ONE globally important peace group is the War Resisters' International (WRI). Its long time pacifist tactics and aims are gaining greater acceptance and practice, as shown by the Polish Solidarity movement, the ecological pacifist civil disobedience of the Chipko "tree huggers" of India, and the eco-pacifism of the European Greens. The Canadian peace movement could learn much from the non-aligned, holistic approach toward peace taken by the War Resisters' International. David McReynolds, International President, argues that the goal of the peace movement must go "beyond resisting war" to "abolishing the institution of war." What this requires, he predicts, "is a revolutionary break with the past."
The War Resisters League resists what it terms "the Eurocentric approach to disarmament," which makes peace appear "an issue of only a few nations in the West." The Resisters seek to embrace "all of humankind'."
An example of this approach is the WRI's annual Honor Role of Prisoners For Peace. A 1985 Honour Roll included Greenham Common women, Americans imprisoned as draft resisters or for nonviolent direct action against nuclear weapons, and jailed American Indian Movement activist Leonard Peltier.
The release of most imprisoned peace activists from the Eastern bloc before it crumbled shows the importance of such campaigns. Besides members of the Moscow Trust Group, the Eastern half of the War Resisters' Honour Roll included the founder of Independent Initiative, Kiril Popov, in a psychiatric hospital for over three years, and several Polish peace activists.
Securing and extending the rights of conscientious objection is a major objective of WRI. Canadians will be surprised to learn of the limited extent of the rights of conscientious objectors (C.O.s) even in many liberal democracies in Western Europe. Thus in Sweden, WRI notes that some 500 people go to prison annually and are sentenced for refusing military service. Prison sentences are short, generally three to four months, but can be repeated. The WRI's symbol, the broken rifle, had been banned from WRI stationery in West Germany, on the grounds that it "invites people to be C.O.s." In violation of the German constitution, a law was passed making alternative service five months longer than military service. In Greece, C.O.s are sentenced to an average of four years in prison; the only way out is to have two medical opinions that testify to insanity.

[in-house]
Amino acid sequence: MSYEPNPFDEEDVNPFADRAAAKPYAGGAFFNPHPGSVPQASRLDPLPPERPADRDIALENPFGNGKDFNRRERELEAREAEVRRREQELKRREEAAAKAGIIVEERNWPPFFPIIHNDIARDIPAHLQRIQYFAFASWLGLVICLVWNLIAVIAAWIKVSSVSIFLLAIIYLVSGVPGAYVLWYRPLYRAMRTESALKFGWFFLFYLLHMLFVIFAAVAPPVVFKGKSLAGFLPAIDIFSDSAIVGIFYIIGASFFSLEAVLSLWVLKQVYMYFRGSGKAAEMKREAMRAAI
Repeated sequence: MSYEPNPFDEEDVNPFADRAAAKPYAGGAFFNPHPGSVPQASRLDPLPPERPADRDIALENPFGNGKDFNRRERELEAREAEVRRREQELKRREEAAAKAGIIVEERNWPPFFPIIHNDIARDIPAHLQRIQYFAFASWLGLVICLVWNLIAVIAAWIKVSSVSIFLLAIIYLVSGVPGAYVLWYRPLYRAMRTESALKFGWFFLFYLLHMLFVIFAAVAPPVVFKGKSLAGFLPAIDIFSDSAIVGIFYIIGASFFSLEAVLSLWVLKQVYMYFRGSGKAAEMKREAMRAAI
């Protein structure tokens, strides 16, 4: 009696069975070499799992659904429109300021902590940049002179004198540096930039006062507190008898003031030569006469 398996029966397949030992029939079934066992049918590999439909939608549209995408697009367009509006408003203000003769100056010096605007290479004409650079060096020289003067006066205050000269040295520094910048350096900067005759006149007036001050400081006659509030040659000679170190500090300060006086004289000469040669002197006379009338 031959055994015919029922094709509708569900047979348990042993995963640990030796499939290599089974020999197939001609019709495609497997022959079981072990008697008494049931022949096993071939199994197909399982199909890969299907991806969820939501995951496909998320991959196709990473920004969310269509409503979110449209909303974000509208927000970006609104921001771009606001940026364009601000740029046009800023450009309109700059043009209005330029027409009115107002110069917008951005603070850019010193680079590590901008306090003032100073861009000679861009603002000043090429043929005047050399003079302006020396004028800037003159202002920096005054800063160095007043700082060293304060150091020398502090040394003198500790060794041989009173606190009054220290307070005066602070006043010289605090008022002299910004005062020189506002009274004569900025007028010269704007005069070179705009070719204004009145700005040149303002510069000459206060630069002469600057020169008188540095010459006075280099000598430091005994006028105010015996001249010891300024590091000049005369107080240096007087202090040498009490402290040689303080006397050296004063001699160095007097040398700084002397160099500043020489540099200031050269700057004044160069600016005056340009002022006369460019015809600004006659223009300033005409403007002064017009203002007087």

Oath refusers conscripted into the Iranian army are often forced to take the oath after being beaten.
The Women's working group of WRI is expanding the scope of conscientious objection to include: war tax refusers; civil servants who refuse to be drawn into civilian preparations for nuclear war; factory workers (such as the Quaker in Ireland who was sacked for refusing to touch military components); and medics who refuse their part of the catastrophe training related to nuclear emergencies. A Belgian affiliate of WRI campaigns for women to declare themselves C.Os. This is to give women the right to refuse tasks with military application or organization. A prominent concern is the right of women on unemployment insurance to refuse work in military industries without losing their eligibility for benefits.
In South Africa, conscientious objection has been a major form of civil disobedience by whites against apartheid. The law requires conscription for all white males except absolute pacifists belonging to a recognized Christian church. Violators of the law can be jailed for six years.
In the Third World, WRI has facilitated links between Argentinean and British activists who hold that neither Britain nor Argentina should have sovereignty over the Falkland Islands. WRI leads the movement against nuclear power and uranium mining in Peru. Its Operation Namibia project smuggled banned books into that occupied nation. Local chapters have also campaigned for detained and disappeared women and have protested military prostitution in the Philippines. It supports the pacifist work of Peace Brigades International, particularly their escort work in Central America.
In Canada, WRI is represented by the Union des Pacifistes du Québec. Although this country is blessed by the absence of compulsory military service, the peace movement should broaden conscientious objection to include the right to refuse military-related civilian work. Peace Brigades International has Canadian volunteers courageously working to protect human rights activists and to discourage violence in Central America. This historic activity is pushing forward the frontiers of the possibility of nonviolent action in the harshest of environments. It deserves the full support of the peace movement.
John Bacher is an Associate Editor with PEACE Magazine.